: In this essay, Miriam argues for a phenomenological-hermeneutic approach to the radical feminist theory of sex-right and compulsory heterosexuality. Against critics of radical feminism, she argues that when understood from a phenomenological-hermeneutic perspective, such theory does not foreclose female sexual agency. On the contrary, men's right of sexual access to women and girls is part of our background understanding of heteronormativity, and thus integral to the lived experience of female sexual agency.
In this essay, Miriam argues for a phenomenological-hermeneutic approach to the radical feminist theory of sex-right and compulsory heterosexuality. Against critics of radical feminism, she argues that when understood from a phenomenologicalhermeneutic perspective, such theory does not foreclose female sexual agency. On the contrary, men's right of sexual access to women and girls is part of our background understanding of heteronormativity, and thus integral to the lived experience of female sexual agency.
Machine generated contents note: Foreword: 'Taught by Love'--M.McQuillan * Notes on Contributors * Introduction: The Origins of Deconstruction: Derrida's Daughters--I.Willis * PROLOGUE * Jacques Derrida, 'Between the writing body and writing': An interview with Daniel Ferrer * Hlne Cixous, 'First of all (from the margins) I am a reader reading: An interview with Daniel Ferrer * PART I: INCUBATION * Dating-Deconstruction--M.Froment-Meurice * The Course of a General Displacement, or, The Course of the Choreographer--L.Turner * Feminine Endings: Didos Telephonic Body and (...) the Originary Function of the Hymen--I.Willis * On Prejudice and Foretelling 2--T.Docherty * Extremes Meet--J.M.Rabate * PART II: INAUGURATION * The Opening to Infinity: Derridas Quasi-Transcendentals--C.Colebrook * Splitting the Origin: Writing and Responsibility--M.Grebowicz * Derridean Beginning and Deleuzian Becoming--P.Patton * 'Words of Air': On Breath and Inspiration--C.Baracchi * PART III: INSTALLATION * Illegibility: On the Spirit of Origins--J.P.Leavey * Origins of Deconstruction? Deconstruction, That Which Arrives (If It Arrives)--J.Wolfreys * Philosophy of Cinders and Cinders of Philosophy: A Commentary on the Origins of Deconstruction and the Holocaust--R.Eaglestone * The Beginnings of Art: Heidegger and Bataille--G.Bucher * Aesthetic Allegory: Reading Hegel after Bernal--M.McQuillan * Notes * Index Foreword: 'Taught by Love'--M.McQuillan * Notes on Contributors * Introduction: The Origins of Deconstruction: Derrida's Daughters--I.Willis * PROLOGUE * Jacques Derrida, 'Between the writing body and writing': An interview with Daniel Ferrer * Hlne Cixous, 'First of all (from the margins) I am a reader reading: An interview with Daniel Ferrer * PART I: INCUBATION * Dating-Deconstruction--M.Froment-Meurice * The Course of a General Displacement, or, The Course of the Choreographer--L.Turner * Feminine Endings: Didos Telephonic Body and the Originary Function of the Hymen--I.Willis * On Prejudice and Foretelling 2--T.Docherty * Extremes Meet--J.M.Rabate * PART II: INAUGURATION * The Opening to Infinity: Derridas Quasi-Transcendentals--C.Colebrook * Splitting the Origin: Writing and Responsibility--M.Grebowicz * Derridean Beginning and Deleuzian Becoming--P.Patton * 'Words of Air': On Breath and Inspiration--C.Baracchi * PART III: INSTALLATION * Illegibility: On the Spirit of Origins--J.P.Leavey * Origins of Deconstruction? Deconstruction, That Which Arrives (If It Arrives)--J.Wolfreys * Philosophy of Cinders and Cinders of Philosophy: A Commentary on the Origins of Deconstruction and the Holocaust--R.Eaglestone * The Beginnings of Art: Heidegger and Bataille--G.Bucher * Aesthetic Allegory: Reading Hegel after Bernal--M.McQuillan * Notes * Index. (shrink)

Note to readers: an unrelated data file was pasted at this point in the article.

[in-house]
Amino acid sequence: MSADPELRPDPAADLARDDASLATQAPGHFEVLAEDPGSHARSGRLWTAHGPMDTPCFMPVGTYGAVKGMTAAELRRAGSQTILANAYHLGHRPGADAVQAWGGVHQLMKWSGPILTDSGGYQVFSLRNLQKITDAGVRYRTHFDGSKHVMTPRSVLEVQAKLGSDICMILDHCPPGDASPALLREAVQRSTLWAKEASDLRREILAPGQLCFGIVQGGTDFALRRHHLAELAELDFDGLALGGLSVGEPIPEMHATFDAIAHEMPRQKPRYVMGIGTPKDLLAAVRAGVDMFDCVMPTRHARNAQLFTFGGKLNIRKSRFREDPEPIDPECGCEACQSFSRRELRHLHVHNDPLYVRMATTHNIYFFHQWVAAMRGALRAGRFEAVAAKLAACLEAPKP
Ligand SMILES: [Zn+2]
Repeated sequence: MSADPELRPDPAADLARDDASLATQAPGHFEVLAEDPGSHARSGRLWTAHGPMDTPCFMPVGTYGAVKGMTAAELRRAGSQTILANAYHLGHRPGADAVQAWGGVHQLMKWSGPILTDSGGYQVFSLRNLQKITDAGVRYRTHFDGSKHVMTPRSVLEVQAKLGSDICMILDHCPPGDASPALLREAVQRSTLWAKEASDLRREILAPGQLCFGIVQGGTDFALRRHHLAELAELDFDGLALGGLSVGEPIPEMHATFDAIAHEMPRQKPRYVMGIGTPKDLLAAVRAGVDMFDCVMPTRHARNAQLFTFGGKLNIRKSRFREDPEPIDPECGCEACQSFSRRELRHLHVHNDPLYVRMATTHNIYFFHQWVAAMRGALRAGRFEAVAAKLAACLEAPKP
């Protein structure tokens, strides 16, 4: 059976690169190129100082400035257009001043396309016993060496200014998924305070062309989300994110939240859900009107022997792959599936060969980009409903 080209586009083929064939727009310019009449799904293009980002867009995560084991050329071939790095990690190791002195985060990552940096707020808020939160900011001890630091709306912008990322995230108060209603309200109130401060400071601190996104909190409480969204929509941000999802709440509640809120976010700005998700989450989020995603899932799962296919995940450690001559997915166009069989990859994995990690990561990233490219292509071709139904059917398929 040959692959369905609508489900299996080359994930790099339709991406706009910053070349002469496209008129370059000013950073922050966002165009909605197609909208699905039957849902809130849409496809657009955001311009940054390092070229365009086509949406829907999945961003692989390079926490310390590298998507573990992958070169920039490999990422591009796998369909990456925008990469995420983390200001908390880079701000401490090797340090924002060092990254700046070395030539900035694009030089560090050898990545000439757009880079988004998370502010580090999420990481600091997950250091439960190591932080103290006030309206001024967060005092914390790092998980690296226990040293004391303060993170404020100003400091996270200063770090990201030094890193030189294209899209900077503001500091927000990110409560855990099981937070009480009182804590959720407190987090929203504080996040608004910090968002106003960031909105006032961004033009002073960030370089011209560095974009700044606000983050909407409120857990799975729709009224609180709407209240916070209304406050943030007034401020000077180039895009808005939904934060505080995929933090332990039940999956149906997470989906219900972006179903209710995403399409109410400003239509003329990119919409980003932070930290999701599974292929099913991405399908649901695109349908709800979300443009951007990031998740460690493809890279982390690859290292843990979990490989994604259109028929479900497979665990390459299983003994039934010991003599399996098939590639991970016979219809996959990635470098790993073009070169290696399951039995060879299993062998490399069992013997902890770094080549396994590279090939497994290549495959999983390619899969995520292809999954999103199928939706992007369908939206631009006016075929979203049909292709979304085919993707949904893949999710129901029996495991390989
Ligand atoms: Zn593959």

Social screening of investments calls not only for investment policy and criteria, but also for information about companies, their policies, practices and performance. The Global Reporting Initiative (GRI) and its June 2000 Sustainability Reporting Guidelines have the potential to significantly improve the usefulness and quality of information reported by companies about their environmental, social and economic impacts and performance. The GRI aims to develop a voluntary reporting framework that will elevate sustainability reporting practices to a level equivalent to that of (...) financial reporting in rigour, comparability, auditability and general acceptance. This will be a welcome and efficient supplement to the questionnaires, interviews, press releases, media reports and other sources of information traditionally used for screening in investment decision making - social/ethical and mainstream. The Dow Jones Sustainability Group Index, the Jantzi Social Index and the Innovest EcoValue'21 analytical platform, together with the SRI community, are all likely to benefit from GRI-style sustainability reports. One of the GRI's key challenges is to accommodate the broad variety of disclosure needs and expectations of a wide range of report users and company stakeholders. To maximize the usefulness of the GRI Guidelines, report users, including the SRI community, need to be engaged in the process of developing and refining the Guidelines over time. The GRI Guidelines are emerging as an important instrument in enabling companies to communicate with their stakeholders about performance and accountability beyond just the financial bottom line. (shrink)